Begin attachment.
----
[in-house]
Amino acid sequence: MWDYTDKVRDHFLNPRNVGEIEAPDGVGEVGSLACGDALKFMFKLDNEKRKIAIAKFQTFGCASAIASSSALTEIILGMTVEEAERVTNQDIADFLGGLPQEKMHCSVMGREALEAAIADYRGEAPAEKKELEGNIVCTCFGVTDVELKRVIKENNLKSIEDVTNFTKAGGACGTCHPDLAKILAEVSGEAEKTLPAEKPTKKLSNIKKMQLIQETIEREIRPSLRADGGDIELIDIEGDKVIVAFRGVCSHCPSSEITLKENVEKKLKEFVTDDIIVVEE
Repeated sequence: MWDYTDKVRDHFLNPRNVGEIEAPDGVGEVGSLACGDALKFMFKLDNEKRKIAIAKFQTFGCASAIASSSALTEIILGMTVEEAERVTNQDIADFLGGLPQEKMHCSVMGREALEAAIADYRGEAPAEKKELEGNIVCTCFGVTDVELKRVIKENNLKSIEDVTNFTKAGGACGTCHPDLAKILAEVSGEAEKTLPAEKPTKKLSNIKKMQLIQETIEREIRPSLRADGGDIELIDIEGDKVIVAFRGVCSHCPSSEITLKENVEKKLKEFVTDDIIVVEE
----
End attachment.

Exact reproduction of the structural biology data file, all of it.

[in-house]
Amino acid sequence: MWDYTDKVRDHFLNPRNVGEIEAPDGVGEVGSLACGDALKFMFKLDNEKRKIAIAKFQTFGCASAIASSSALTEIILGMTVEEAERVTNQDIADFLGGLPQEKMHCSVMGREALEAAIADYRGEAPAEKKELEGNIVCTCFGVTDVELKRVIKENNLKSIEDVTNFTKAGGACGTCHPDLAKILAEVSGEAEKTLPAEKPTKKLSNIKKMQLIQETIEREIRPSLRADGGDIELIDIEGDKVIVAFRGVCSHCPSSEITLKENVEKKLKEFVTDDIIVVEE
Repeated sequence: MWDYTDKVRDHFLNPRNVGEIEAPDGVGEVGSLACGDALKFMFKLDNEKRKIAIAKFQTFGCASAIASSSALTEIILGMTVEEAERVTNQDIADFLGGLPQEKMHCSVMGREALEAAIADYRGEAPAEKKELEGNIVCTCFGVTDVELKRVIKENNLKSIEDVTNFTKAGGACGTCHPDLAKILAEVSGEAEKTLPAEKPTKKLSNIKKMQLIQETIEREIRPSLRADGGDIELIDIEGDKVIVAFRGVCSHCPSSEITLKENVEKKLKEFVTDDIIVVEE